No one ever said coaching was easy.

But those guiding spring sports programs in Jackson County are in unchartered waters, as are others around the region and country.

The coronavirus has shut down so much in the past several days, including schools.

With the closures, it has led to some challenging times on the coaching scene.

Baseball, softball, tennis and track and field teams, sanctioned by the West Virginia Secondary School Activities Commission, should either have had their seasons underway or on the cusp of doing so.

Instead, the respective squads at Ravenswood High, Ripley High School, Ravenswood Middle and Ripley Middle are at a standstill with no idea as to when, or if, they will see the fields, courts or tracks in this spring of 2020.

Ripley girls track and field coach Krystle Cunningham was out for a run when contacted about the situation.

Running, no doubt, helps relieve some of the stress while dealing with this difficult and delicate situation.

Ripley is the reigning two-time defending Class AAA state champions and with the presence of senior standouts Tori Starcher, who is bound for Stanford, and Allison Fields the Lady Vikings entered this season as a solid contender for a three-peat.

“It’s definitely tough,” Cunningham said. “I just told the kids you just can’t worry about what we can't control. We just have to stay positive.”

Cunningham said her team members have been given workouts to follow, though not mandatory.

“We just want to be prepared if we do get the chance (to resume the season),” she said.

Spring for baseball and softball coaches can be frustrating at times to begin with when the weather doesn’t cooperate, but county coaches would take wet grounds and postponed games any day over having to tackle the unknown.

“It stinks big time,” said Ravenswood veteran baseball coach Wes Swain. “You work all year for this.”

Swain did get to enjoy one game with his team – a scrimmage with defending Class AAA state champion St. Albans.

On the team’s way to the game, Swain was hearing that things could be delayed or stopped completely.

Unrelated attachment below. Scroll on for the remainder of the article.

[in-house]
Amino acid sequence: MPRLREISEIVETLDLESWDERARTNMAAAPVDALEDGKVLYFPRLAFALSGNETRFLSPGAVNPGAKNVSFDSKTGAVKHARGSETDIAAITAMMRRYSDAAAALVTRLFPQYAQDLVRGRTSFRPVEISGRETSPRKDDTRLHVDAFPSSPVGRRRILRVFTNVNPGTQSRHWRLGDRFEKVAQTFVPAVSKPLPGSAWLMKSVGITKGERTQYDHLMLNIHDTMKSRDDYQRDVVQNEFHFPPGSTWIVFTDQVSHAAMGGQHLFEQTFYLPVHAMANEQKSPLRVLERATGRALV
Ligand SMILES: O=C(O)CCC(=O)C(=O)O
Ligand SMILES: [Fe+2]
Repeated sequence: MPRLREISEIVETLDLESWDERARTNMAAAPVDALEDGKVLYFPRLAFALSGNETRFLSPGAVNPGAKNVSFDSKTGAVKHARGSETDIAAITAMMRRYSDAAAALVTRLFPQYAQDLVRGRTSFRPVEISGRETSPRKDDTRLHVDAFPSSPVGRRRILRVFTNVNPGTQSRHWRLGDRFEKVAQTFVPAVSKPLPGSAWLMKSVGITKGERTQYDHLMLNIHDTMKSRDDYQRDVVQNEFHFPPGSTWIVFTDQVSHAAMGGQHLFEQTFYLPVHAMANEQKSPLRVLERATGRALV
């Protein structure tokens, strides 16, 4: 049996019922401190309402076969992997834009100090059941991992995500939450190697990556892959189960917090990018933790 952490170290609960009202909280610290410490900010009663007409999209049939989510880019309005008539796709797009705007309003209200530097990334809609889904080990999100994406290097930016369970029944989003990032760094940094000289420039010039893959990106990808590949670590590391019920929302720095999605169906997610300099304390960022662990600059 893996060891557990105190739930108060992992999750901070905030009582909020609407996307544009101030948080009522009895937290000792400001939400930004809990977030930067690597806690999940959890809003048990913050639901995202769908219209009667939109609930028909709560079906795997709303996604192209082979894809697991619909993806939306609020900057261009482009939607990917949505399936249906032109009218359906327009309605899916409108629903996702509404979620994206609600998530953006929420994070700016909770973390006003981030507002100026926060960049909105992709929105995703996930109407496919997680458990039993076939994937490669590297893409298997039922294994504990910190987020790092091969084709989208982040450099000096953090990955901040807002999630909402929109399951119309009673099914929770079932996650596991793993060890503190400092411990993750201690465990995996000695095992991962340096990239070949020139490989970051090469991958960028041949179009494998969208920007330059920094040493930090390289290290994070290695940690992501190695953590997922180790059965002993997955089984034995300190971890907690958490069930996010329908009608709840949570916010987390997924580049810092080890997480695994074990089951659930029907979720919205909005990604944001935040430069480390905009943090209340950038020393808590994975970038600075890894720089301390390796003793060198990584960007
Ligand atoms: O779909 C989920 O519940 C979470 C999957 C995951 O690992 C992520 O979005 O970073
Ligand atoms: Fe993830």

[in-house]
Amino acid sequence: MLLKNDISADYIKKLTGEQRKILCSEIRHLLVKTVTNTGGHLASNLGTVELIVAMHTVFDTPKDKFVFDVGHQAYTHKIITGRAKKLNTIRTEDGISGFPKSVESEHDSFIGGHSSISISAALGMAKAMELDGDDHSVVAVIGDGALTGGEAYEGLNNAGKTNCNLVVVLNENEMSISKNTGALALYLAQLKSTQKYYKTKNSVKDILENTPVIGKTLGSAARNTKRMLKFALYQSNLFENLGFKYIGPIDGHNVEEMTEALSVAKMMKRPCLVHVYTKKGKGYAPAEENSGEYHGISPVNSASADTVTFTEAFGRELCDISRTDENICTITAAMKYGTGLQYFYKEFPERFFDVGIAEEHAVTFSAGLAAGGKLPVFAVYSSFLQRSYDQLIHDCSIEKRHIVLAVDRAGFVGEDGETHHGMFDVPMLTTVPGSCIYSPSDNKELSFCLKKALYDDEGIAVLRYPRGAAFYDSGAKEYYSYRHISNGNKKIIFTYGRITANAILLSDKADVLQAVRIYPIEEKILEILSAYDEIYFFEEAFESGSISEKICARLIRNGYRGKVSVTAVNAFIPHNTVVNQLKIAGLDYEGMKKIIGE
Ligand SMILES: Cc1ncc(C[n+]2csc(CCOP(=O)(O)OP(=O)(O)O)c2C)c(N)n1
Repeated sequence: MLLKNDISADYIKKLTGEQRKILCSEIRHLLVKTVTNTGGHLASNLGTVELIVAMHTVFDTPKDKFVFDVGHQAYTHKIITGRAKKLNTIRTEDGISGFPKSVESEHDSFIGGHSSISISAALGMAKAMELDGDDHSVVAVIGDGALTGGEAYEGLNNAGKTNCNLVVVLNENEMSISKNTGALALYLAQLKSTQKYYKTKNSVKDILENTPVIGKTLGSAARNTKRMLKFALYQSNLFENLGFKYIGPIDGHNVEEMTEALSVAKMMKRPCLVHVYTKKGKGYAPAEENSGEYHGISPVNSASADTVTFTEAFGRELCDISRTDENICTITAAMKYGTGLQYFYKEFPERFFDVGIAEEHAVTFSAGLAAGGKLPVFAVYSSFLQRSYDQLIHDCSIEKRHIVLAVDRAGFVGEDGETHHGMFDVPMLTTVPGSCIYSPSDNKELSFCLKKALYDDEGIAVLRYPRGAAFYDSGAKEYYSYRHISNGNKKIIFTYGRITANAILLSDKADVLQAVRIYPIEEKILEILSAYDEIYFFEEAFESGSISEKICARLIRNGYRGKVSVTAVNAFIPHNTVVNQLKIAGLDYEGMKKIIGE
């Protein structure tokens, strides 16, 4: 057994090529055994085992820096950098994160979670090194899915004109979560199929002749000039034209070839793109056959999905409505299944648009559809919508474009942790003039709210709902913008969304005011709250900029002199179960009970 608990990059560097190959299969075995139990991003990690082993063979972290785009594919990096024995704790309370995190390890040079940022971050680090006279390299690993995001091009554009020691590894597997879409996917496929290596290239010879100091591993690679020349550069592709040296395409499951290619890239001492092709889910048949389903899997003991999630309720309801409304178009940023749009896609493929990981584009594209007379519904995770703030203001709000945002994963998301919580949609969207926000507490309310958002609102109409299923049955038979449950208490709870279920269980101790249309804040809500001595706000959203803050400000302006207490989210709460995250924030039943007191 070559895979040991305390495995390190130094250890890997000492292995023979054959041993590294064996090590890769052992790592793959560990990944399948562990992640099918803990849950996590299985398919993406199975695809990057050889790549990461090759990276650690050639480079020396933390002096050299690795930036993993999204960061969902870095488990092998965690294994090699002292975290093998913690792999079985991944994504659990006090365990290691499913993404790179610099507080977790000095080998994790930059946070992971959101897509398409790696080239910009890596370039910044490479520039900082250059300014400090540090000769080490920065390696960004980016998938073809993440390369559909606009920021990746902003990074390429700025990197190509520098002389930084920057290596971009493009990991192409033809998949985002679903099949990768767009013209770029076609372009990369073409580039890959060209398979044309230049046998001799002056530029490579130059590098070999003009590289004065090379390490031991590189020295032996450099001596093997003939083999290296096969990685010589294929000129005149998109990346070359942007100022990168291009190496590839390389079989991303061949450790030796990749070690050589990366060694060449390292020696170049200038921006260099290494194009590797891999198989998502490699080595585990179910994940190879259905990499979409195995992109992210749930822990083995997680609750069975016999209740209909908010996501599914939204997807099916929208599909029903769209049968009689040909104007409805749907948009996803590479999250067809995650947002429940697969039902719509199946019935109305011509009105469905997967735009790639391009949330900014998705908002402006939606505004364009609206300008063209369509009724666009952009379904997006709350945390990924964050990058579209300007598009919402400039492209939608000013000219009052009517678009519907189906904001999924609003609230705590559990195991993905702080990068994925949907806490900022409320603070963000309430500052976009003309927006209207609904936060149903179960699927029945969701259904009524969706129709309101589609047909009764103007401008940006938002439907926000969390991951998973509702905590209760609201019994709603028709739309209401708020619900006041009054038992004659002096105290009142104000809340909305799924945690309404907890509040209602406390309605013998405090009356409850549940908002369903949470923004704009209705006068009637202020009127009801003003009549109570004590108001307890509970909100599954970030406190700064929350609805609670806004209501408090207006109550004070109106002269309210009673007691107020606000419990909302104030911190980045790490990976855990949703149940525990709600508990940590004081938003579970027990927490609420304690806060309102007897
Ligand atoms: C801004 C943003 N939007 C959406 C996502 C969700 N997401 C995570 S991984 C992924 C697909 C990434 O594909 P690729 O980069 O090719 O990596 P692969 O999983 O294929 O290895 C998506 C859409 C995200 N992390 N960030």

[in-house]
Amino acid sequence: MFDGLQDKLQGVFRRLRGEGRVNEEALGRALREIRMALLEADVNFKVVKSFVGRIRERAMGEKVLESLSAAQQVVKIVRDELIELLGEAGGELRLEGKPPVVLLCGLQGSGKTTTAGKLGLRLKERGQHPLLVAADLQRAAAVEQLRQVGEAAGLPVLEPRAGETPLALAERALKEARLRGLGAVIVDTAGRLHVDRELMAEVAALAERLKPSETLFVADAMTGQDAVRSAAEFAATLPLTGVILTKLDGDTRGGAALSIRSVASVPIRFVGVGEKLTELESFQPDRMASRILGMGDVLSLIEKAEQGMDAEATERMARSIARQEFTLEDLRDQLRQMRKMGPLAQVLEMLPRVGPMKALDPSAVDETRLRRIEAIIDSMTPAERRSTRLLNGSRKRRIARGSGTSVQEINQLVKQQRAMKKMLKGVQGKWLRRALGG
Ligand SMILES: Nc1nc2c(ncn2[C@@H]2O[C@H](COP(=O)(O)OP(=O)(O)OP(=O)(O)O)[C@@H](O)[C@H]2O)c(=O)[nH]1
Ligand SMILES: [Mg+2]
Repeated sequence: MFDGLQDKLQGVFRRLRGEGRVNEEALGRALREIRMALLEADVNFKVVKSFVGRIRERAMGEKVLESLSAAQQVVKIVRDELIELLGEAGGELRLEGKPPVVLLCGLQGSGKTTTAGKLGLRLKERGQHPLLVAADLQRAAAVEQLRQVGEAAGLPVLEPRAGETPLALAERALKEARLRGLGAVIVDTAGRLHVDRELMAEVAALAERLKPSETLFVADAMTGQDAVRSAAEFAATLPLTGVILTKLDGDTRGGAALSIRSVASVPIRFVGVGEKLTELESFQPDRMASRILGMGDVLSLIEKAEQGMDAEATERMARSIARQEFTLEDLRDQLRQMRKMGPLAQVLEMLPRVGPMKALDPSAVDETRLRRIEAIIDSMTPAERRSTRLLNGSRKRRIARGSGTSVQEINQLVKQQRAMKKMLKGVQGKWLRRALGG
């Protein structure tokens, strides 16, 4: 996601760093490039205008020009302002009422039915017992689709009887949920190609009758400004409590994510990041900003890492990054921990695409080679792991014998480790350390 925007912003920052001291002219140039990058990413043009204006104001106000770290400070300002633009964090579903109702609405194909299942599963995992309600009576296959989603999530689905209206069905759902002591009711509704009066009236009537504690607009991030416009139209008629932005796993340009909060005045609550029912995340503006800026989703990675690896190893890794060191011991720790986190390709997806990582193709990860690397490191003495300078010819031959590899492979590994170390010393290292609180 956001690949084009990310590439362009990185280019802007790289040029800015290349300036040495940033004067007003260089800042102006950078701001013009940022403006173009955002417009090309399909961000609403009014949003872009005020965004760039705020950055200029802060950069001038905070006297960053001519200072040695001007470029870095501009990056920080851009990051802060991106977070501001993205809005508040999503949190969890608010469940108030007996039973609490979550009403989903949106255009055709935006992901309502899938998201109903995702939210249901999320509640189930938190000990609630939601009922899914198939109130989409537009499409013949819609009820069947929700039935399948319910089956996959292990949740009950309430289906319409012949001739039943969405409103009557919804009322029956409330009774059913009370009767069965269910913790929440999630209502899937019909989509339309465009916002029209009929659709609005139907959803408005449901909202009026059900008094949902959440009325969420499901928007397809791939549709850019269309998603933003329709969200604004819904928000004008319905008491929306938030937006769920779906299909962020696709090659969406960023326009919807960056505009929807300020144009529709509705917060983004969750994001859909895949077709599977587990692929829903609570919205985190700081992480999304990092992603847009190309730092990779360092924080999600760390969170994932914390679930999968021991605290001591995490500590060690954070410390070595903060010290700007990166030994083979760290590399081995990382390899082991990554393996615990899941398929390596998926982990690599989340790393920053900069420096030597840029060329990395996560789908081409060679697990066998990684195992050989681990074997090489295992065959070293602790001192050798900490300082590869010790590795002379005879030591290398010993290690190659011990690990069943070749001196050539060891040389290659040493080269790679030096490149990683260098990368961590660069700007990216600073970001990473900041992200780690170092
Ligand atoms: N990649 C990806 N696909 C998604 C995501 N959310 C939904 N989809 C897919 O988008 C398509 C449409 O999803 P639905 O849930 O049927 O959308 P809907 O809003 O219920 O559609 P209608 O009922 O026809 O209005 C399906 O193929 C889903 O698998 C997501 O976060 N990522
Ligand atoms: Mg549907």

His worst nightmare turned out to be true.

“I’ve got four seniors,” said Swain. Those four are Sam Sturm, Hayden Swain, Kinley Hickman and Austin Anderson.

Hayden Swain is the head coach’s second oldest of four sons. His oldest, Chase, had his second season of Glenville State College baseball wiped out due to the virus scare.

“He said, ‘Dad, I was seeing 23 and 24 year old guys cry,’” Wes Swain said.

The Red Devil head coach’s youngest two sons – Brady and Evan – are in the eighth and seventh grade, respectively, and play middle school baseball.

Coaches aren’t allowed to work with their athletes, but Swain has given his players workouts they can do on their own as individuals to stay in some type of baseball shape.

“I hate it for all of these kids,” he said. “But I told them, ‘If this is the worst thing you’ll deal with in life, then you are going to be all right.'”

Ripley head baseball coach Shane Casto hardly knows what to do with himself during this delay.

“I’m trying to think when was the last time I was off in March,” he said laughing. “There’s just not a whole lot we can do.”

Casto was heading into a season with two seniors on board.

One of those – Broedy Boyce – is hopeful of playing college baseball.

The other – Austin Boggess – is coming off of an outstanding wrestling season.

“I’ve just told our kids to do things on their own and try to stay in control of things,” he said.

When the official word came that the season was being stopped, Casto was having a meeting with his team.

He said it was tough seeing the kids leave the field and head their various ways, wondering if he will ever get to be with the group again.

“It was a surreal moment,” he said.

“It’s out of our control. But it’s bigger than the game of baseball.”

Veteran Ripley head girls softball coach Kenny Swisher has a young team in 2020 and was looking forward to the challenge of getting them up and running.

“We were ready to start the season. We’ve got seven freshmen and were ready to let get their feet wet,” said Swisher, who guided the program to the Class AAA state championship in 2009.

He’s frustrated, but understands.

“They’ve done the right thing. They had to do that,” he said of state officials closing schools and stopping all extra-curricular activities.

Swisher said he hopes things will get back to some type of normalcy in order to salvage at least part of the season.

Sam Hilton, Ravenswood’s head boys and girls tennis coach, is doing his best to stay positive while being away from the courts.

“I’m so frustrated,” said Hilton. “We had done all of our challenge matches. We had seeded our kids and were ready to have them challenged. So we were zooming along for the season and then it abruptly stopped.

“On the girls side, we’ve got a lot of seniors.”

Jillian Throneberry, Annabelle Alfred, Skylar Varney, and Emma Weekley were gearing up for the season of 2020 when things got shut down.

Hilton has one senior on the boys side in Ethan Rawson.

Ravenswood was the Class AA-A runner-up last year.

“Hopefully, we will be able to get going again soon,” Hilton said. “Even if they have to extend the season out, it would be nice.”

With schools being closed, it also stopped archery season at the county schools.